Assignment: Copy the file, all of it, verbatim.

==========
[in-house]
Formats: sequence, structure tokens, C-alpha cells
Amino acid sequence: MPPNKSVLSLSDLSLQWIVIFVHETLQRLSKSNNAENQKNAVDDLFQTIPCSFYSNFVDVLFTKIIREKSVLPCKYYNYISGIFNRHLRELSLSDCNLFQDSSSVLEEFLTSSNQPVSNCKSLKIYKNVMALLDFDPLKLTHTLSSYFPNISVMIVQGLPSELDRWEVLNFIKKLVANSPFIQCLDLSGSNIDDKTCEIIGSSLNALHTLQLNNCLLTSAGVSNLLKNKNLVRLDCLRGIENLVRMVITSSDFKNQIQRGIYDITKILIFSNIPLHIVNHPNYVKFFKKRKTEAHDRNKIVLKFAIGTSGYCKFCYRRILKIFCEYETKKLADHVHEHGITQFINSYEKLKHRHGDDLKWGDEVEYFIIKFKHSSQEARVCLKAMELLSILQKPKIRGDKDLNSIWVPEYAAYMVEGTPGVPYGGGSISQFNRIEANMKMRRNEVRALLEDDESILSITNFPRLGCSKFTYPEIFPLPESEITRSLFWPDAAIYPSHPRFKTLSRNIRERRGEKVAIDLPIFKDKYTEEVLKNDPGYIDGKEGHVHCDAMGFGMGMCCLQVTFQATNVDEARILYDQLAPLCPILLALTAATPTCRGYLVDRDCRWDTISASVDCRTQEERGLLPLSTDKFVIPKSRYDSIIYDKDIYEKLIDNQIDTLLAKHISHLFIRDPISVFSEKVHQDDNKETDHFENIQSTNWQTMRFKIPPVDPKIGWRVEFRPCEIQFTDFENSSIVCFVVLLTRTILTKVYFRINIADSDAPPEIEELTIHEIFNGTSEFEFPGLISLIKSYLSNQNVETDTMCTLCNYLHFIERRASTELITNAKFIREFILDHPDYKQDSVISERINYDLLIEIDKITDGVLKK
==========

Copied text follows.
[in-house]
Formats: sequence, structure tokens, C-alpha cells
Amino acid sequence: MPPNKSVLSLSDLSLQWIVIFVHETLQRLSKSNNAENQKNAVDDLFQTIPCSFYSNFVDVLFTKIIREKSVLPCKYYNYISGIFNRHLRELSLSDCNLFQDSSSVLEEFLTSSNQPVSNCKSLKIYKNVMALLDFDPLKLTHTLSSYFPNISVMIVQGLPSELDRWEVLNFIKKLVANSPFIQCLDLSGSNIDDKTCEIIGSSLNALHTLQLNNCLLTSAGVSNLLKNKNLVRLDCLRGIENLVRMVITSSDFKNQIQRGIYDITKILIFSNIPLHIVNHPNYVKFFKKRKTEAHDRNKIVLKFAIGTSGYCKFCYRRILKIFCEYETKKLADHVHEHGITQFINSYEKLKHRHGDDLKWGDEVEYFIIKFKHSSQEARVCLKAMELLSILQKPKIRGDKDLNSIWVPEYAAYMVEGTPGVPYGGGSISQFNRIEANMKMRRNEVRALLEDDESILSITNFPRLGCSKFTYPEIFPLPESEITRSLFWPDAAIYPSHPRFKTLSRNIRERRGEKVAIDLPIFKDKYTEEVLKNDPGYIDGKEGHVHCDAMGFGMGMCCLQVTFQATNVDEARILYDQLAPLCPILLALTAATPTCRGYLVDRDCRWDTISASVDCRTQEERGLLPLSTDKFVIPKSRYDSIIYDKDIYEKLIDNQIDTLLAKHISHLFIRDPISVFSEKVHQDDNKETDHFENIQSTNWQTMRFKIPPVDPKIGWRVEFRPCEIQFTDFENSSIVCFVVLLTRTILTKVYFRINIADSDAPPEIEELTIHEIFNGTSEFEFPGLISLIKSYLSNQNVETDTMCTLCNYLHFIERRASTELITNAKFIREFILDHPDYKQDSVISERINYDLLIEIDKITDGVLKK